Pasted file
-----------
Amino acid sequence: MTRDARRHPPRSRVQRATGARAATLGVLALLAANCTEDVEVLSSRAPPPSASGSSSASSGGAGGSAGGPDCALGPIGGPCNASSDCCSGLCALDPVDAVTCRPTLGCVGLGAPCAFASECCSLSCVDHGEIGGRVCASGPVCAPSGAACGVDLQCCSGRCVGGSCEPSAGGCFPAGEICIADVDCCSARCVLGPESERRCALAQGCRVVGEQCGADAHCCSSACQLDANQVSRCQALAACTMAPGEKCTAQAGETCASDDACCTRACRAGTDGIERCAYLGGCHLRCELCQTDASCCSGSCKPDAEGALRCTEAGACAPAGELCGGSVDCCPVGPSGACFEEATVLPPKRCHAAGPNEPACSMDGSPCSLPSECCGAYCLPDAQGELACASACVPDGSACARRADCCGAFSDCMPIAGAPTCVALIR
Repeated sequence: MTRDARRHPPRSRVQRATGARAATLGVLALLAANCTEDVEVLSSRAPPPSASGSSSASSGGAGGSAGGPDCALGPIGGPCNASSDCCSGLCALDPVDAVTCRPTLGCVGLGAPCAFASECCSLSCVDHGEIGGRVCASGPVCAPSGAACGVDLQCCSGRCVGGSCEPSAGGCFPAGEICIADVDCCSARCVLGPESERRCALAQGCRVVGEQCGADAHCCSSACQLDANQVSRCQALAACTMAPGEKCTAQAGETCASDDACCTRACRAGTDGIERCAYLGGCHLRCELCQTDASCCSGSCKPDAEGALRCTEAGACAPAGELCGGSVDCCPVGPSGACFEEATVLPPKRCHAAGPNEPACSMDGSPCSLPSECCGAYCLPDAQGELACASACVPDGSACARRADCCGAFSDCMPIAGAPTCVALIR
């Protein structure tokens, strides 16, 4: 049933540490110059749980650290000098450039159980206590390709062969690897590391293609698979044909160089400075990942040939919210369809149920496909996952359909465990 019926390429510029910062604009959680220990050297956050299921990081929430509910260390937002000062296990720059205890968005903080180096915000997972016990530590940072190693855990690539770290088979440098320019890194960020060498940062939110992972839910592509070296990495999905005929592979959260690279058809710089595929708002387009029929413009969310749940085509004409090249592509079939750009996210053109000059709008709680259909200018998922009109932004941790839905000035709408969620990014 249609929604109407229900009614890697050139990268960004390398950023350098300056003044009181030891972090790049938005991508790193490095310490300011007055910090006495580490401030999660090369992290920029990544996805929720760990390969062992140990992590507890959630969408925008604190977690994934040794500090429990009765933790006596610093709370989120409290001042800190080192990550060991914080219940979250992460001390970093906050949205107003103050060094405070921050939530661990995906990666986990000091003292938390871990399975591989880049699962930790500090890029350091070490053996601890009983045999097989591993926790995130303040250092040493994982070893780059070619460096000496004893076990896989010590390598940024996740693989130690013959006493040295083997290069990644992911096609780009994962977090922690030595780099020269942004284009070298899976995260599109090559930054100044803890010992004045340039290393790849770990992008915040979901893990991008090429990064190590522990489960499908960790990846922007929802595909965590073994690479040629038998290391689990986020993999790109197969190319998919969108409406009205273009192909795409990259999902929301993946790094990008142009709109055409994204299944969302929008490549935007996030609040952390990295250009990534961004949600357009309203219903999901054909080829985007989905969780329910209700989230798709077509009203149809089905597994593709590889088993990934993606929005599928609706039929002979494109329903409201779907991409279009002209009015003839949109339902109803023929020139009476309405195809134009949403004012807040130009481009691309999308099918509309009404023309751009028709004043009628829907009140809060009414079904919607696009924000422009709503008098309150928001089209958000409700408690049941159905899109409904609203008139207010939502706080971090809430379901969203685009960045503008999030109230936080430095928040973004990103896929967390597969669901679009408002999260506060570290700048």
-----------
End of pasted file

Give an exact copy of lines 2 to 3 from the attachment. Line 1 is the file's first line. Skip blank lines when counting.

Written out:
Repeated sequence: MTRDARRHPPRSRVQRATGARAATLGVLALLAANCTEDVEVLSSRAPPPSASGSSSASSGGAGGSAGGPDCALGPIGGPCNASSDCCSGLCALDPVDAVTCRPTLGCVGLGAPCAFASECCSLSCVDHGEIGGRVCASGPVCAPSGAACGVDLQCCSGRCVGGSCEPSAGGCFPAGEICIADVDCCSARCVLGPESERRCALAQGCRVVGEQCGADAHCCSSACQLDANQVSRCQALAACTMAPGEKCTAQAGETCASDDACCTRACRAGTDGIERCAYLGGCHLRCELCQTDASCCSGSCKPDAEGALRCTEAGACAPAGELCGGSVDCCPVGPSGACFEEATVLPPKRCHAAGPNEPACSMDGSPCSLPSECCGAYCLPDAQGELACASACVPDGSACARRADCCGAFSDCMPIAGAPTCVALIR
């Protein structure tokens, strides 16, 4: 049933540490110059749980650290000098450039159980206590390709062969690897590391293609698979044909160089400075990942040939919210369809149920496909996952359909465990 019926390429510029910062604009959680220990050297956050299921990081929430509910260390937002000062296990720059205890968005903080180096915000997972016990530590940072190693855990690539770290088979440098320019890194960020060498940062939110992972839910592509070296990495999905005929592979959260690279058809710089595929708002387009029929413009969310749940085509004409090249592509079939750009996210053109000059709008709680259909200018998922009109932004941790839905000035709408969620990014 249609929604109407229900009614890697050139990268960004390398950023350098300056003044009181030891972090790049938005991508790193490095310490300011007055910090006495580490401030999660090369992290920029990544996805929720760990390969062992140990992590507890959630969408925008604190977690994934040794500090429990009765933790006596610093709370989120409290001042800190080192990550060991914080219940979250992460001390970093906050949205107003103050060094405070921050939530661990995906990666986990000091003292938390871990399975591989880049699962930790500090890029350091070490053996601890009983045999097989591993926790995130303040250092040493994982070893780059070619460096000496004893076990896989010590390598940024996740693989130690013959006493040295083997290069990644992911096609780009994962977090922690030595780099020269942004284009070298899976995260599109090559930054100044803890010992004045340039290393790849770990992008915040979901893990991008090429990064190590522990489960499908960790990846922007929802595909965590073994690479040629038998290391689990986020993999790109197969190319998919969108409406009205273009192909795409990259999902929301993946790094990008142009709109055409994204299944969302929008490549935007996030609040952390990295250009990534961004949600357009309203219903999901054909080829985007989905969780329910209700989230798709077509009203149809089905597994593709590889088993990934993606929005599928609706039929002979494109329903409201779907991409279009002209009015003839949109339902109803023929020139009476309405195809134009949403004012807040130009481009691309999308099918509309009404023309751009028709004043009628829907009140809060009414079904919607696009924000422009709503008098309150928001089209958000409700408690049941159905899109409904609203008139207010939502706080971090809430379901969203685009960045503008999030109230936080430095928040973004990103896929967390597969669901679009408002999260506060570290700048």